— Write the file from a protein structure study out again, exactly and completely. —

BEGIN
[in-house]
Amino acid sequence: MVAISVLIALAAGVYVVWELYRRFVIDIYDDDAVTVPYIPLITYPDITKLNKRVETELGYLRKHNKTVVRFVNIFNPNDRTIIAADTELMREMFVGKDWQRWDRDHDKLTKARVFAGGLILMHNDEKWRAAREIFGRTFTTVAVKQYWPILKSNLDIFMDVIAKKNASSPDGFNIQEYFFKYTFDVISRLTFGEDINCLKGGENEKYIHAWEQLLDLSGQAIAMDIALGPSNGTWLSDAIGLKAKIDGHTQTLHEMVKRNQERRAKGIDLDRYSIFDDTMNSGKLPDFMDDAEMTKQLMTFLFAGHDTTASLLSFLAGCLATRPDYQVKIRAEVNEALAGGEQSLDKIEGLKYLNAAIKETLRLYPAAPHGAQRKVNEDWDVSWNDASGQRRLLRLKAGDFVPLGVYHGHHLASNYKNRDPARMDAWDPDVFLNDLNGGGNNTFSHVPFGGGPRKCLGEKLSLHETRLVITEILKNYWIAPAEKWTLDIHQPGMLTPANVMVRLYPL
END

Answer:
[in-house]
Amino acid sequence: MVAISVLIALAAGVYVVWELYRRFVIDIYDDDAVTVPYIPLITYPDITKLNKRVETELGYLRKHNKTVVRFVNIFNPNDRTIIAADTELMREMFVGKDWQRWDRDHDKLTKARVFAGGLILMHNDEKWRAAREIFGRTFTTVAVKQYWPILKSNLDIFMDVIAKKNASSPDGFNIQEYFFKYTFDVISRLTFGEDINCLKGGENEKYIHAWEQLLDLSGQAIAMDIALGPSNGTWLSDAIGLKAKIDGHTQTLHEMVKRNQERRAKGIDLDRYSIFDDTMNSGKLPDFMDDAEMTKQLMTFLFAGHDTTASLLSFLAGCLATRPDYQVKIRAEVNEALAGGEQSLDKIEGLKYLNAAIKETLRLYPAAPHGAQRKVNEDWDVSWNDASGQRRLLRLKAGDFVPLGVYHGHHLASNYKNRDPARMDAWDPDVFLNDLNGGGNNTFSHVPFGGGPRKCLGEKLSLHETRLVITEILKNYWIAPAEKWTLDIHQPGMLTPANVMVRLYPL